Surveys have shown that 85% of staffing leaders utilize Social Recruiting avenues - yet most of the clients we work with lack any formal social recruitment strategy. With all the choices available and potential legal, audit or regulatory entanglements many recruitment leaders are confused or even paralyzed by fear. Hiring organizations know the recruitment world has made a dramatic shift, and recruiters know they need to meet prospects where they already are, but without a clear strategy many end up jumping blindly into social recruiting and make easily avoidable mistakes.
If you think the best way to recruit with social media is feeding your jobs RSS feed through twitter but then get distracted with new entries into the space such as Google+, we wrote this article series just for you and hope this helps you avoid an epic #fail by falling victim to some of the most common mistakes.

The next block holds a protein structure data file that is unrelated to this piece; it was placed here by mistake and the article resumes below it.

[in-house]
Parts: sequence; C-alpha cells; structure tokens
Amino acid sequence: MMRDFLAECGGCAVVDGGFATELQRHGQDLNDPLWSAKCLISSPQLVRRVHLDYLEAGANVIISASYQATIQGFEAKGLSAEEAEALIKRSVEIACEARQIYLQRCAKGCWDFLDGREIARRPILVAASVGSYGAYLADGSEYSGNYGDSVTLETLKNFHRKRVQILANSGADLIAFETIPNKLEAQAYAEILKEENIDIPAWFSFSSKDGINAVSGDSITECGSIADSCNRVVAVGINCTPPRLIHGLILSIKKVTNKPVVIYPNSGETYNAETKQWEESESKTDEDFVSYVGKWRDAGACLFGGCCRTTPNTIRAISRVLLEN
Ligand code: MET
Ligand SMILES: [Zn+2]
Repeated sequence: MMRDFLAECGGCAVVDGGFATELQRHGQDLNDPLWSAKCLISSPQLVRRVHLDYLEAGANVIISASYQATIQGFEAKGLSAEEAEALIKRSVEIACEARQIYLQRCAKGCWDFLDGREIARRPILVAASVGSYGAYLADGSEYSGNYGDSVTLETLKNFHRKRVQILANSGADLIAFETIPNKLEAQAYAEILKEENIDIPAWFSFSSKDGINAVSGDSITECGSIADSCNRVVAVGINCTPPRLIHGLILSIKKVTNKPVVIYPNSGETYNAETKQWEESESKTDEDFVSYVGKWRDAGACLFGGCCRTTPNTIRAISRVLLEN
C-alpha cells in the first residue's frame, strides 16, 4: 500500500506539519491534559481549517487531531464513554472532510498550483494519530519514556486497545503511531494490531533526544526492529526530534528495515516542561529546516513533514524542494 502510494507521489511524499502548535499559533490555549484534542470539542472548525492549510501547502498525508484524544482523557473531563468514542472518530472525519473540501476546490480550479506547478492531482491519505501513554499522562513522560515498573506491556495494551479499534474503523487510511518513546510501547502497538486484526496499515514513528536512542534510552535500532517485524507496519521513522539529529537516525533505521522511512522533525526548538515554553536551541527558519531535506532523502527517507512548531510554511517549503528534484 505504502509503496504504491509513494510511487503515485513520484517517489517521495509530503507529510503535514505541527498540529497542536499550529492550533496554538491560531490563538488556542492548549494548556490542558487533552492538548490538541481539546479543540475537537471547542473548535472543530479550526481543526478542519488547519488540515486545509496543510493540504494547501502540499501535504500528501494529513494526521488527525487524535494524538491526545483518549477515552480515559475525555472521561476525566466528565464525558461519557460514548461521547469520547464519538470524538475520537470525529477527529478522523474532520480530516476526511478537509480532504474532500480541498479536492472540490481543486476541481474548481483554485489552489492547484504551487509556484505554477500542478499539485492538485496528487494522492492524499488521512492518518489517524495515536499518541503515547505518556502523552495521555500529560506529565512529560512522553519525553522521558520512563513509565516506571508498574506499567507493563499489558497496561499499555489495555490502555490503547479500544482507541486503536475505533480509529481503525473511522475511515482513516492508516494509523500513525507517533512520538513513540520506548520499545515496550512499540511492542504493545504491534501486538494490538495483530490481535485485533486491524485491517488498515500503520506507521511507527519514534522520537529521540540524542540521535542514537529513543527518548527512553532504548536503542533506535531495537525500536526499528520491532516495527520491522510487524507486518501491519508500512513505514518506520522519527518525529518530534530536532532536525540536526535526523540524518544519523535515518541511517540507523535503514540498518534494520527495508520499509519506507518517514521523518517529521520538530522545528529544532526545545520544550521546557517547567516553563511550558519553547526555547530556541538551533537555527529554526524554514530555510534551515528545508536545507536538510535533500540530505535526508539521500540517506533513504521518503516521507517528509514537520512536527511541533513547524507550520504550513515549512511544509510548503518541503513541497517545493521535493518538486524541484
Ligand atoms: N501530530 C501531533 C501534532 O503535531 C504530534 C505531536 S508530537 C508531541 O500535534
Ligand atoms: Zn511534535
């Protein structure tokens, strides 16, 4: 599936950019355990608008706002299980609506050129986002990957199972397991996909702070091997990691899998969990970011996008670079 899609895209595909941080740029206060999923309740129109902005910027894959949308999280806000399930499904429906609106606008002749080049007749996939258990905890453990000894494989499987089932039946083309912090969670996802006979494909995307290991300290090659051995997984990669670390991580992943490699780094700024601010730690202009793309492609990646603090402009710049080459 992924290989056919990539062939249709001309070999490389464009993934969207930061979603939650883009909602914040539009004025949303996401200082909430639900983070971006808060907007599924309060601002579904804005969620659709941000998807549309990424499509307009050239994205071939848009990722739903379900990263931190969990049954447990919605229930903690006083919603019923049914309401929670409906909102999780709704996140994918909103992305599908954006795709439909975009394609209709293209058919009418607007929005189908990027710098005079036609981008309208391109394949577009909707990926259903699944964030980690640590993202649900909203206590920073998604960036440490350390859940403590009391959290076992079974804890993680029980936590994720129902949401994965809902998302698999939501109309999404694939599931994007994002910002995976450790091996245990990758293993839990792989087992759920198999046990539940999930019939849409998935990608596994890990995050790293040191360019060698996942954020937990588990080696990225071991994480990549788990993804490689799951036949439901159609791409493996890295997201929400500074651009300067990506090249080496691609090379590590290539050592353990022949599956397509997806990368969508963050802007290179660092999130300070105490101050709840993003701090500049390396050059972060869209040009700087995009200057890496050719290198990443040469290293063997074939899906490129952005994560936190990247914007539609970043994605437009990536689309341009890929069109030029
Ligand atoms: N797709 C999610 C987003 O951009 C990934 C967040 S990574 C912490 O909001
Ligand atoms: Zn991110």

Why your social recruitment "strategy" failed:
Lack of Research on the Platform
Don’t forget that Social Media is just that – MEDIA! That means it is about branding and visibility. There’s way too much hype around social media. Anyone can create an account on the hundreds of social sites for free. Most people just jump blindly onboard the shiny new social site because it is cool, hip or trendy, or just because some pundit recommended it. Hold on! Start with a bare profile and poke around, don’t reveal much or import all your connections just yet. Is your target market there? If not, BAIL!
Are your competitors there?
If so what are they doing well and how do they suck? Are there cool apps you find immediately and easily useful? Is there communication or just lots of self promotion? Before you go ahead and fill out your profile and import all your contacts, ask your connections in other social sites what THEY think – use quick ad-hoc polls or surveys like Facebook Questions or LinkedIn Answers to see if this new place is going to appeal to your established audience. If not, just leave your bare profile on there to protect your user name and come back in a few months to see if there’s new traction.